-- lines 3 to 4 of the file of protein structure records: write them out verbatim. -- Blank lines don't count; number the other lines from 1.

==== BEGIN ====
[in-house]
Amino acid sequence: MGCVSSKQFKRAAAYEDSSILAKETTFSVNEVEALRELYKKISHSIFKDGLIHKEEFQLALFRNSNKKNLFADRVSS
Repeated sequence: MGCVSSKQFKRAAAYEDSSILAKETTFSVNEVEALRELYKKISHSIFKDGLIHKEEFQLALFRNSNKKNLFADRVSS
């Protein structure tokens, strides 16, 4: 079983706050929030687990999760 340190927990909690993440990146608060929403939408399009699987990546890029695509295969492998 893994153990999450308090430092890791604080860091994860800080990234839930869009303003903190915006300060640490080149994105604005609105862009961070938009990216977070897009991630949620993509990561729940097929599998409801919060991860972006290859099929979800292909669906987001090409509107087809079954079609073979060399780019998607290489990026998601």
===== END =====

Repeated sequence: MGCVSSKQFKRAAAYEDSSILAKETTFSVNEVEALRELYKKISHSIFKDGLIHKEEFQLALFRNSNKKNLFADRVSS
């Protein structure tokens, strides 16, 4: 079983706050929030687990999760 340190927990909690993440990146608060929403939408399009699987990546890029695509295969492998 893994153990999450308090430092890791604080860091994860800080990234839930869009303003903190915006300060640490080149994105604005609105862009961070938009990216977070897009991630949620993509990561729940097929599998409801919060991860972006290859099929979800292909669906987001090409509107087809079954079609073979060399780019998607290489990026998601």